Age of the City: Why our Future will be Won or Lost Together (Hardcover)
Visionary Oxford professor Ian Goldin and The Economist's Tom Lee-Devlin show why the city is where the battles of inequality, social division, pandemics and climate change must be faced.
From centres of antiquity like Athens or Rome to modern metropolises like New York or Shanghai, cities throughout history have been the engines of human progress and the epicentres of our greatest achievements. Now, for the first time, more than half of humanity lives in cities, a share that continues to rise. In the developing world, cities are growing at a rate never seen before.
In this book, Professor Goldin and Tom Lee-Devlin show why making our societies fairer, more cohesive and sustainable must start with our cities. Globalization and technological change have concentrated wealth into a small number of booming metropolises, leaving many smaller cities and towns behind and feeding populist resentment. Yet even within seemingly thriving cities like London or San Francisco, the gap between the haves and have-nots continues to widen and our retreat into online worlds tears away at our social fabric. Meanwhile, pandemics and climate change pose existential threats to our increasingly urban world.
Professor Goldin and Tom Lee-Devlin combine the lessons of history with a deep understanding of the challenges confronting our world today to show why cities are at a crossroads – and hold our destinies in the balance.
About the Author
Ian Goldin is Professor of Development and Globalisation at the University of Oxford and former Vice President of the World Bank. Ian's recent publications include Rescue: From Global Crisis to a Better World (HC, 2021), Terra Incognita: 100 Maps to Survive the Next 100 Years (PRH, 2020), and Age of Discovery (Bloomsbury, 2016).
Tom Lee-Devlin is a writer at The Economist. He previously worked as a management consultant at Bain & Company and led research for the firm's global think tank, Bain Futures.
“Age of the City is the book we need now. Ian Goldin and Tom Lee-Devlin take aim at those who believe the age of our great cities is over. They marshal powerful and much needed evidence to show that cities are becoming even more important to our economy and society. Their book illuminates the ongoing ability of cities to preserve and thrive in the face of all manner of adversity, as platforms to harness and unleash the human creativity which stands as the engine of human progress. Their book is essential reading for political and business leaders and each and every one of us who cares about and wishes to help create a better collective future.” —Richard Florida, author of The Rise of the Creative Class.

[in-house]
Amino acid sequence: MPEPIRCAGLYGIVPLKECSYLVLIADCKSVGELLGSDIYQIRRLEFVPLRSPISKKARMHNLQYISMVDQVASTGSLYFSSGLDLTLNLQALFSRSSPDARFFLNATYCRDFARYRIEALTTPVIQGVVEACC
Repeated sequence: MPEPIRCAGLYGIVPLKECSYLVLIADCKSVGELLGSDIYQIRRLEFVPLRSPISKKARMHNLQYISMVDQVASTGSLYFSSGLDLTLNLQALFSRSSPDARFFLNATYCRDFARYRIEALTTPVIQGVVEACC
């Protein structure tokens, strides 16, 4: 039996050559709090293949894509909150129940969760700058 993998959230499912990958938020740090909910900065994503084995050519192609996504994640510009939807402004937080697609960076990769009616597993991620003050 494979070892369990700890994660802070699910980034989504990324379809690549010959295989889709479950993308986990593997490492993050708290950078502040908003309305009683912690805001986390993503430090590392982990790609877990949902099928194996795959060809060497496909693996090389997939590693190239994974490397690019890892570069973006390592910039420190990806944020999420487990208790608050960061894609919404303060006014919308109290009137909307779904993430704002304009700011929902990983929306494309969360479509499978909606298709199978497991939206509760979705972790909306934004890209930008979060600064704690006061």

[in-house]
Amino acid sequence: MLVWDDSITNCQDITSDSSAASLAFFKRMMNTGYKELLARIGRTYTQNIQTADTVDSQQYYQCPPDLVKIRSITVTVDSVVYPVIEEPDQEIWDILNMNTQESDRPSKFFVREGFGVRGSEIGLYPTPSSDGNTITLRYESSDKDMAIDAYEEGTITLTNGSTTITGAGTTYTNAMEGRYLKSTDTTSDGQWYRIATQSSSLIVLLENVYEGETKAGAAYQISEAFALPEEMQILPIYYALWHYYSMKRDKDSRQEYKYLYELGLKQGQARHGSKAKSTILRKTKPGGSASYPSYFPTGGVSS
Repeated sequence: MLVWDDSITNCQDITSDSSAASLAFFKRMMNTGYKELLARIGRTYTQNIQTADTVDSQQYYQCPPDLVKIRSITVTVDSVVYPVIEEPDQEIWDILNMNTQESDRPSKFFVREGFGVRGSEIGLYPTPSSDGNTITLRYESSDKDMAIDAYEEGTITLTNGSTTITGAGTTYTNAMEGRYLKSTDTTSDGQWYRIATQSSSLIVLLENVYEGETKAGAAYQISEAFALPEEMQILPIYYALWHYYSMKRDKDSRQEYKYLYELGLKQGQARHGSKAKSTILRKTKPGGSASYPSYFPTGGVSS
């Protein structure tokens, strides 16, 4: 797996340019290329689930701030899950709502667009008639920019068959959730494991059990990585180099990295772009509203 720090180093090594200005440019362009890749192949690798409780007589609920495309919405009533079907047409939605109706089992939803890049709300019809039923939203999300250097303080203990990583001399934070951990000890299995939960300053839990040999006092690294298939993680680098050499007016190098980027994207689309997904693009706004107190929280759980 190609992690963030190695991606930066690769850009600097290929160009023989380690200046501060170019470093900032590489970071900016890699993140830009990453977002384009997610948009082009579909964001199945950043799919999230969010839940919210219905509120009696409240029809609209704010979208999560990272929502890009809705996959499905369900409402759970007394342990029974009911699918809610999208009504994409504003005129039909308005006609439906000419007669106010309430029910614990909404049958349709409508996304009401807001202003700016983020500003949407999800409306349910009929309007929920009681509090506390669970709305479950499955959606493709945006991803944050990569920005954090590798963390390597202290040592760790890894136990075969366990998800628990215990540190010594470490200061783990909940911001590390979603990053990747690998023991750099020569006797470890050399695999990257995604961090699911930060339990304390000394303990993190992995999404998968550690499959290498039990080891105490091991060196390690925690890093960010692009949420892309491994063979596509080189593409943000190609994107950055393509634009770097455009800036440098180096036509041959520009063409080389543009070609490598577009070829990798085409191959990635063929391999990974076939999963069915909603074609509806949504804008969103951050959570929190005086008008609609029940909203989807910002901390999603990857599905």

“Age of the City provides a startlingly fresh and compellingly readable account of the forces that have defined our past and will shape our future. An essential and enjoyable guide for all our lives.” —Saskia Sassen, Professor, Columbia University and author of The Global City
“A sweeping survey of the history and modern challenges facing cities that will persuade you that they are the key to a happier and more sustainable future together.” —Minouche Shafik, President and Vice-Chancellor, London School of Economics and Political Science
“A compelling, holistic and well-balanced narrative on the critical role of cities in an age of global warming – full of insights based on hard data. From cover to cover, a great read. Full of positive ideas for the future, and grounded in vital lessons from the past. The authors link together many disparate subjects into one integrated whole – bringing alive history, planning, infrastructure, pandemics, urbanism, deprivation, industrialisation, fertility, wars, governance and more – all in support of the city.
” —Lord Norman Foster
“Ian Goldin and Tom Lee-Devlin have written a compelling volume explaining why cities will survive and thrive despite the twin threats of remote work and pandemic. This book vividly explains how cities are engines of cooperation, which fundamentally enable us to become more human. Using a compelling combination of history and data, the authors remind us that life is better lived in urban streets and cafes than in Zoom waiting rooms. This is an important read for anyone who cares about cities.” —Professor Edward Glaeser, Department Chair, Harvard University